tau yew bak | lor bak| teochew braised pork in soy sauce | 卤肉

This is a dish that is very close to my heart because it is something that I have been eating since I was a kid.

While the dish has a Teochew origin, I watched my Mom, who is Hokkien, cook it when I was a kid. Strangely, while I knew roughly how the dish was cooked, I didn’t really pay much attention to the actual process.

Then I moved to live on my own and one day, I really craved this dish. That was when I decided to cook it for myself.

When I met the LAM, this was the first proper dinner I made for him, and he loved it as much as I did. Over the years, I have tweaked the recipe to suit our taste buds – the LAM prefers his Tau Yew Bak to be stronger tasting, so I added more spices to the dish, but as with all dishes, you can easily change the quantities of the ingredients to your liking.

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Today I am cooking Tau Yew Bak using my Le Creuset Oval French Oven. Because the enameled cast iron is very efficient for traditional slow simmering, it is perfect for braising the pork.

What I ended up with was tender, melt-in-your-mouth meat. Le Creuset’s cast iron pots retain and distribute heat evenly and this guarantees even cooking. 

Here are the instructions on how to cook this dish.

Add a little vegetable oil to the Le Creuset Oval French Oven. Add the ginger and garlic and saute over medium heat for 2 minutes.

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Add the spices – cinnamon, star anise, cardamon and cloves – and saute for another minute.

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Add the pork – I used belly and leg – as well as the five spice powder. Stir to combine.

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Once mixed, add light and dark soy sauces. 

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Add water to barely cover the pork and bring this to a boil.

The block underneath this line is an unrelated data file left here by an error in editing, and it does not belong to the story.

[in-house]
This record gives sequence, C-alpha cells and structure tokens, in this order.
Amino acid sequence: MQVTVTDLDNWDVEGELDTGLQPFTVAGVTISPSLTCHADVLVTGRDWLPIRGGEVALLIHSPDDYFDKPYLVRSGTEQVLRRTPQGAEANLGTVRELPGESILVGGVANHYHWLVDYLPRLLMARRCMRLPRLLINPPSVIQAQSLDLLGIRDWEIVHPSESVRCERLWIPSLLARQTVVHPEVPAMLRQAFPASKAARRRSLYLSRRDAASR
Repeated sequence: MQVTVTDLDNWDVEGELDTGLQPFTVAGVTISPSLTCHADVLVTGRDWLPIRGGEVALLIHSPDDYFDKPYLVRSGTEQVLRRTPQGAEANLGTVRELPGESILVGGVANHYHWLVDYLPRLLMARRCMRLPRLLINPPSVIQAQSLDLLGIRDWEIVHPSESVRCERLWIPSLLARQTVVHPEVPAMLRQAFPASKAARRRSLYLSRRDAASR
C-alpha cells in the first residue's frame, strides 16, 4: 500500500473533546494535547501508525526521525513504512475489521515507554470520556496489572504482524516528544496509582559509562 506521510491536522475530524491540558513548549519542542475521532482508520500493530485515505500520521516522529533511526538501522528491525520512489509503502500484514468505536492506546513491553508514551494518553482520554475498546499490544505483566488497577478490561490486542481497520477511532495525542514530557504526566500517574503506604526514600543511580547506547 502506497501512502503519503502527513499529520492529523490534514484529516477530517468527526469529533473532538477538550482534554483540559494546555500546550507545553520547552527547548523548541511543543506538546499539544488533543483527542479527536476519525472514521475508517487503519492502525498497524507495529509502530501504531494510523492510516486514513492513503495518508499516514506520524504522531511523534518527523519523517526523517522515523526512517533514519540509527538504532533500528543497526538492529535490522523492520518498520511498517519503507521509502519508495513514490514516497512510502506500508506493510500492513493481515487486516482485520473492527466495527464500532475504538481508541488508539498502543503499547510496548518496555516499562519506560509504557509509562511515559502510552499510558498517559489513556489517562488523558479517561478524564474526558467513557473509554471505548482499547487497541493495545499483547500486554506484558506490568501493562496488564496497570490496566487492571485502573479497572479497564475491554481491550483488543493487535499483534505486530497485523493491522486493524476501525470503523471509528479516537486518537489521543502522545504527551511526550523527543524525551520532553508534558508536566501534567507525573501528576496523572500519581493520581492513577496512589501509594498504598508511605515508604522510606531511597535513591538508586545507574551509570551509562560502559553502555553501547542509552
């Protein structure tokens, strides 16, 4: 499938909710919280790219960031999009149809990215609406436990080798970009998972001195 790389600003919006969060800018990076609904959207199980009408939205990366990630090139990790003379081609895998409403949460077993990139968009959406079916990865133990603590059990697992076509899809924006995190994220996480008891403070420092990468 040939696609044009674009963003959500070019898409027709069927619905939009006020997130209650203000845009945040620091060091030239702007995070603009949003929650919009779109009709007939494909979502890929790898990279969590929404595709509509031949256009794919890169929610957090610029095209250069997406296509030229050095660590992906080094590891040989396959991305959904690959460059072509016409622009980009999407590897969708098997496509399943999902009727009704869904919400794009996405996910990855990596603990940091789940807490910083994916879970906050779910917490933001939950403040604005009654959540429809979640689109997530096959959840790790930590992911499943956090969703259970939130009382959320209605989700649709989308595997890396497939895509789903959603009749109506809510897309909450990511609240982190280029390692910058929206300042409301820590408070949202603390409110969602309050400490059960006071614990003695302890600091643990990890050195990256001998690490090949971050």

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Add the pig intestine (if using). Turn the heat to low and simmer for about 20-30 minutes, depending on how tender you like the meat to be, stirring occasionally.

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Once the pork has reached the desired tenderness, add hard boiled eggs, fish cakes, tau gua, and tau pok (toufu puffs). 

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Season with white pepper. stir until well-combined and simmer a further 10-15 minutes.

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Serve hot, with rice.

One-pot goodness – this is a complete meal and you get a ton of flavor and minimal washing up.

Best of all, this dish tastes even better the next day, so cook a bit more!

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Have you always wanted to get your hands on some of the beautiful products from Le Creuset? Well, I have some good news for you! Le Creuset is holding a Family Sale with discounts of up to 70% on 29-31 October 2015 at Suntec SingaporeConvention & Exhibition Centre. It is a great opportunity to get that pot that you have always wanted at an amazing price so head on down to Suntec City this coming weekend!

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Tau Yew Bak | Lor Bak| Teochew Braised Pork In Soy Sauce | 卤肉
Serves 4
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Ingredients
  1. 250g pork belly, cut into pieces
  2. 250g pork leg, cut into pieces
  3. 300g pork intestines (optional)
  4. 4 pieces tau gua, quartered
  5. 6 pieces tau pok, halved
  6. 4 pieces white fish cake, cut into pieces
  7. 4-6 hard boiled eggs
  8. 5cm ginger, sliced
  9. 6-7 cloves garlic, lightly crushed
  10. 3 cinnamon sticks
  11. 7-8 cloves
  12. 4 cardamom
  13. 3 star anise
  14. 20g five spice powder
  15. 20ml light soy sauce
  16. 60ml dark soy sauce
  17. 600ml water, more if necessary
  18. white pepper, to taste
Instructions
  1. Add a little vegetable oil to the Le Creuset Oval French Oven. Add the ginger and garlic and saute over medium heat for 2 minutes.
  2. Add the spices – cinnamon, star anise, cardamon and cloves – and saute for another minute.
  3. Add the pork as well as the five spice powder. Stir to combine.
  4. Once mixed, add light and dark soy sauces.
  5. Add water to barely cover the pork and bring this to a boil.
  6. Add the pig intestine (if using). Turn the heat to low and simmer for about 20-30 minutes, depending on how tender you like the meat to be, stirring occasionally.
  7. Once the pork has reached the desired tenderness, add hard boiled eggs, fish cakes, tau gua, and tau pok (toufu puffs).
  8. Season with white pepper. stir until well-combined and simmer a further 10-15 minutes.
  9. Serve hot, with rice.
The Domestic Goddess Wannabe http://thedomesticgoddesswannabe.com/




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